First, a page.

The Etheridge Rose

When my grandmother on my father's side died in 2003, I wasn't able to travel to Cape Breton to attend the funeral, so when my grandfather died in 2006, I made sure to be there without fail, and I also made sure Niki was by side. I've always been very thankful for her being there to support me (I remember the morning of the funeral was especially hard on me, after waking up from an intense night-terror).

At the service, I had the honor not only of being one of the six pall-bearers among Palmer's grandchildren, but also to be a recipient of one of the four roses given out at the end of the service, the others each going to one of the three great-grandchildren who were in attendance. I've often wondered why I was selected to receive that fourth rose and I continue to come up blank. Perhaps because like those three, who were so very young at the time, I continue to view the world with a somewhat child-like sense of wonder. Maybe it was because I was dressed so spiffy in my pinstriped suit and bowler derby (the same outfit I would wear one year later at our wedding). Who can say for sure?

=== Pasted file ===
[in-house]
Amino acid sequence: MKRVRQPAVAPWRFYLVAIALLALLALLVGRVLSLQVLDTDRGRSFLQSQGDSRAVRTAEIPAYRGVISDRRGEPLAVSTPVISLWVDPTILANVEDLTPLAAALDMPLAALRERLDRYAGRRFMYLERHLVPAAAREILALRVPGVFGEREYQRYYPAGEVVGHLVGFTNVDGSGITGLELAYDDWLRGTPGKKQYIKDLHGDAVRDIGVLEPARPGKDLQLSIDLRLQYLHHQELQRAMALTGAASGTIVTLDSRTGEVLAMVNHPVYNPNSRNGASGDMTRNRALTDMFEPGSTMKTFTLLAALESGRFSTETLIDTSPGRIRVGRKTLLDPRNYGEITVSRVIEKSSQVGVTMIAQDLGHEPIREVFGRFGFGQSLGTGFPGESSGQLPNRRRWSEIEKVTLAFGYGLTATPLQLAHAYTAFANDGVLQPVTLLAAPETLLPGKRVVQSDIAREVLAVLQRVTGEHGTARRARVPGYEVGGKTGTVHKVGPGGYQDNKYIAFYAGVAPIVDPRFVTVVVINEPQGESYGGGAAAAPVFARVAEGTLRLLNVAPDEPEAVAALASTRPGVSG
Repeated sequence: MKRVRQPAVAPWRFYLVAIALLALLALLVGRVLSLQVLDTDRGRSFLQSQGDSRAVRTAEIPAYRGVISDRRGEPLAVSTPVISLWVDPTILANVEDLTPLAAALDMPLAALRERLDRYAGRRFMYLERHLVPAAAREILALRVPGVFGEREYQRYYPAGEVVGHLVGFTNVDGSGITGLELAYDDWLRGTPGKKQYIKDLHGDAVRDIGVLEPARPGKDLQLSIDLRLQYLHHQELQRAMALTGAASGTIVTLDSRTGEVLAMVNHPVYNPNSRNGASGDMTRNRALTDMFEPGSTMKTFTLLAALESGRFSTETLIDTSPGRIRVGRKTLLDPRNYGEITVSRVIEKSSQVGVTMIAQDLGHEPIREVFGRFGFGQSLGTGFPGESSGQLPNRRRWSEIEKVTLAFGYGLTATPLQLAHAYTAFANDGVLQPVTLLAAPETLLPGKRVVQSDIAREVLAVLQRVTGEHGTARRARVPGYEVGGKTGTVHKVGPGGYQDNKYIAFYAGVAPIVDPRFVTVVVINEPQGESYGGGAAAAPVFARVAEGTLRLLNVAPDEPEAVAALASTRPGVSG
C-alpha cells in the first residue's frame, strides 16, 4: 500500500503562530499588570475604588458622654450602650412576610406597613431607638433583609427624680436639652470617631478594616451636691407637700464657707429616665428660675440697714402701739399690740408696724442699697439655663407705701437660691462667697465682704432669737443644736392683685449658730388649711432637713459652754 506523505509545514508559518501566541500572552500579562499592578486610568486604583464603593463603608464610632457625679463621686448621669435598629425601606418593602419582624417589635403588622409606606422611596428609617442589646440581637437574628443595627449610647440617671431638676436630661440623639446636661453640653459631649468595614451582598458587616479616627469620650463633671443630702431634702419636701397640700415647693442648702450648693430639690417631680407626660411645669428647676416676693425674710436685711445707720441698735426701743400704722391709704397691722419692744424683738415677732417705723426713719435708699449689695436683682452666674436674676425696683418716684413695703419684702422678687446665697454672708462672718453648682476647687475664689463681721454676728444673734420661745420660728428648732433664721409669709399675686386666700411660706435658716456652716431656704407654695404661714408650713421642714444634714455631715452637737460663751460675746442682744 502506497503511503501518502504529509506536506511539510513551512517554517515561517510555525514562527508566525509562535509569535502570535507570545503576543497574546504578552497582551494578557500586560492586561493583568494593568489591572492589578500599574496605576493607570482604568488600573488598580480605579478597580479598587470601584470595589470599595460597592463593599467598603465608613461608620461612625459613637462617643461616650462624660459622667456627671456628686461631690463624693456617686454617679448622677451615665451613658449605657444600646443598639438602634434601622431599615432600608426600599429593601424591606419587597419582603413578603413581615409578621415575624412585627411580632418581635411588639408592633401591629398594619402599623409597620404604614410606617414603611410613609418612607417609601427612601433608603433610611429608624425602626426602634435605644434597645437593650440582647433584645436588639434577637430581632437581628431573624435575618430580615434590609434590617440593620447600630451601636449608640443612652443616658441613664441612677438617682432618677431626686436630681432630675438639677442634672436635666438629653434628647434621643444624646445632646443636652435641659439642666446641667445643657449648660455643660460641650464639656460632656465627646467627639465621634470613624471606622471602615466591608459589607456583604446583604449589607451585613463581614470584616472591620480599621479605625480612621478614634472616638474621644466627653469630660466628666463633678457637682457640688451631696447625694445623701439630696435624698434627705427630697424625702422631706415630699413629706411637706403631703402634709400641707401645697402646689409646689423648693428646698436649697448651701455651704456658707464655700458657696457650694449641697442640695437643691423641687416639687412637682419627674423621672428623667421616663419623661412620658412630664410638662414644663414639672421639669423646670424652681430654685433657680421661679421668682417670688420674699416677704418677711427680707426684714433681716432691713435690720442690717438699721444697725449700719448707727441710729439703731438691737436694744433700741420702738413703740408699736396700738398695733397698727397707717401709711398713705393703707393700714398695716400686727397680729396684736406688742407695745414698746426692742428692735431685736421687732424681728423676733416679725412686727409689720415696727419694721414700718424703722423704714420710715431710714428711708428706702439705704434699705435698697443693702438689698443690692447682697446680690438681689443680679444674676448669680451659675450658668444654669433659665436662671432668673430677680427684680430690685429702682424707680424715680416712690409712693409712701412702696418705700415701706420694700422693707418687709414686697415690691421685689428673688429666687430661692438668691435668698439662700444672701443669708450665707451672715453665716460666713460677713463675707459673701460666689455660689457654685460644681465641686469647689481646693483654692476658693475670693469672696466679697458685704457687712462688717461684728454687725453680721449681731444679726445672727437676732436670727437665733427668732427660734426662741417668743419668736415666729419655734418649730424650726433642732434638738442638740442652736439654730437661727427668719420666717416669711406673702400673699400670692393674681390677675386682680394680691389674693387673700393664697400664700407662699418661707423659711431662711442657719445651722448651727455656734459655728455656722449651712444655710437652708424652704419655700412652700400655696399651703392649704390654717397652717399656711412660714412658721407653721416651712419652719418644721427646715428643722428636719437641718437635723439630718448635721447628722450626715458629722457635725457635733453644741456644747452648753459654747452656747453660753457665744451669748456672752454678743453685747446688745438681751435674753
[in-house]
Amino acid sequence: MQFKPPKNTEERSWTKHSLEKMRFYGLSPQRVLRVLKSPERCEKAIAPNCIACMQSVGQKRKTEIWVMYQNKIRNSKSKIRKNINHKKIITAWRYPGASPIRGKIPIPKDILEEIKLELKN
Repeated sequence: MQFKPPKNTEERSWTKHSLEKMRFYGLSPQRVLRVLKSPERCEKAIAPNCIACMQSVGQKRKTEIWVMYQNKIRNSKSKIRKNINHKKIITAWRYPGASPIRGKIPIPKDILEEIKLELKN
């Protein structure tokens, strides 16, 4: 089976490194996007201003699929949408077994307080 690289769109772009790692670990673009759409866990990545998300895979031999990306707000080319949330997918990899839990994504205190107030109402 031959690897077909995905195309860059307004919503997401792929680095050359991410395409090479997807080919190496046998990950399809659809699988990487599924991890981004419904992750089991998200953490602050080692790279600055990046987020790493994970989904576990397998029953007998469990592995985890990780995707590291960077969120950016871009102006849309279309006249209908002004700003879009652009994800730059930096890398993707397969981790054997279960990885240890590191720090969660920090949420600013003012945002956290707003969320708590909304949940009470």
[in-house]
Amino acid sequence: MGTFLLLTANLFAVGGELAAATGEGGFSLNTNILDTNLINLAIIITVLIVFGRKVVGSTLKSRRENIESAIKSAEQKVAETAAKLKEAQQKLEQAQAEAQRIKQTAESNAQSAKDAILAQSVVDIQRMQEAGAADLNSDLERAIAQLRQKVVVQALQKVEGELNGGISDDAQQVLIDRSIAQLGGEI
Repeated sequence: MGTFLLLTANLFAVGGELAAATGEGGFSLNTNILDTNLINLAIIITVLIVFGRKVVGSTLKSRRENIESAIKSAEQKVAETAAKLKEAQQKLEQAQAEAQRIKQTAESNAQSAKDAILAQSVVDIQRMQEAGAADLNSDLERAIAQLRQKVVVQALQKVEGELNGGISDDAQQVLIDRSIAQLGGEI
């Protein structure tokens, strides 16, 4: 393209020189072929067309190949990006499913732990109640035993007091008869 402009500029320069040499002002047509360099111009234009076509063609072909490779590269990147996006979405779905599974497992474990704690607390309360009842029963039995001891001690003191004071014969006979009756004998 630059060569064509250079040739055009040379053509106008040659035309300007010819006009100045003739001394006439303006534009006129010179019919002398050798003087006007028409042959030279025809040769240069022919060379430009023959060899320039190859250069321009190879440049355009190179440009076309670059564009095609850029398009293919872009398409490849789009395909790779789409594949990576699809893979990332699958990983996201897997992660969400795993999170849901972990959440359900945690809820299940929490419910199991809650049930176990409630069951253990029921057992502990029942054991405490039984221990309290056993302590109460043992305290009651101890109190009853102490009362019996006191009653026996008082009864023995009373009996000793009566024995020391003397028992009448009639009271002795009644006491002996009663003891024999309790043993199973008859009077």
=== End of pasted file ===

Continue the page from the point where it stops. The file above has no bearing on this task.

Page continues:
Niki had found a hip flask with a thunderbolt symbol on it and had given it to me for Christmas later that same year (one of my last impressions of Grandpa was of him having just a little too much whiskey at the family reunion, and my Dad and I having to each take an arm to help him into the house that night . . . it still makes me smile to think of that), and in that flask the funeral rose has stayed to this day. But I have always worried about the potential damage that could be caused to the rose, so I finally took the time to secure it within a shadowbox frame.

I included a picture of my grandparents when they were surely no older than I was when the rose came to me (electronically preserved and sent by my genealogy-buff, Aunt Helen) and a picture of the rose in full bloom on the day it was given to me (that photo was taken by my cousin, the incredibly talented photographer, Kelli Etheridge).

Now I can hang the entire ensemble safely, knowing that a random movement won't cause any harm to what I consider a priceless and irreplaceable family heirloom.


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